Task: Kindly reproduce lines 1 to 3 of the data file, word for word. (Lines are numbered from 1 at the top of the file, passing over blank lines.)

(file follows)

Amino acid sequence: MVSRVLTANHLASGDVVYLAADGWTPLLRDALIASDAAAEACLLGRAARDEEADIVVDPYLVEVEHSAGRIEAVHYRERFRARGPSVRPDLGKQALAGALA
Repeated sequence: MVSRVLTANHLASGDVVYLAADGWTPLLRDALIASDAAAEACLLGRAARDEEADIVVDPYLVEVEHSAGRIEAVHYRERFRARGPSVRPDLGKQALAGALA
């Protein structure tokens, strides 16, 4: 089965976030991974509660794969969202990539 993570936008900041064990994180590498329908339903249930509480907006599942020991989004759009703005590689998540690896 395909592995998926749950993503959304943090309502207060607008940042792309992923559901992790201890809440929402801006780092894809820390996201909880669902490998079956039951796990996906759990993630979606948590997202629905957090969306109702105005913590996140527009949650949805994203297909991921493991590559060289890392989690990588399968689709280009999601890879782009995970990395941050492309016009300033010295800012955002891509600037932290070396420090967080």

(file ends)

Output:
Amino acid sequence: MVSRVLTANHLASGDVVYLAADGWTPLLRDALIASDAAAEACLLGRAARDEEADIVVDPYLVEVEHSAGRIEAVHYRERFRARGPSVRPDLGKQALAGALA
Repeated sequence: MVSRVLTANHLASGDVVYLAADGWTPLLRDALIASDAAAEACLLGRAARDEEADIVVDPYLVEVEHSAGRIEAVHYRERFRARGPSVRPDLGKQALAGALA
């Protein structure tokens, strides 16, 4: 089965976030991974509660794969969202990539 993570936008900041064990994180590498329908339903249930509480907006599942020991989004759009703005590689998540690896 395909592995998926749950993503959304943090309502207060607008940042792309992923559901992790201890809440929402801006780092894809820390996201909880669902490998079956039951796990996906759990993630979606948590997202629905957090969306109702105005913590996140527009949650949805994203297909991921493991590559060289890392989690990588399968689709280009999601890879782009995970990395941050492309016009300033010295800012955002891509600037932290070396420090967080």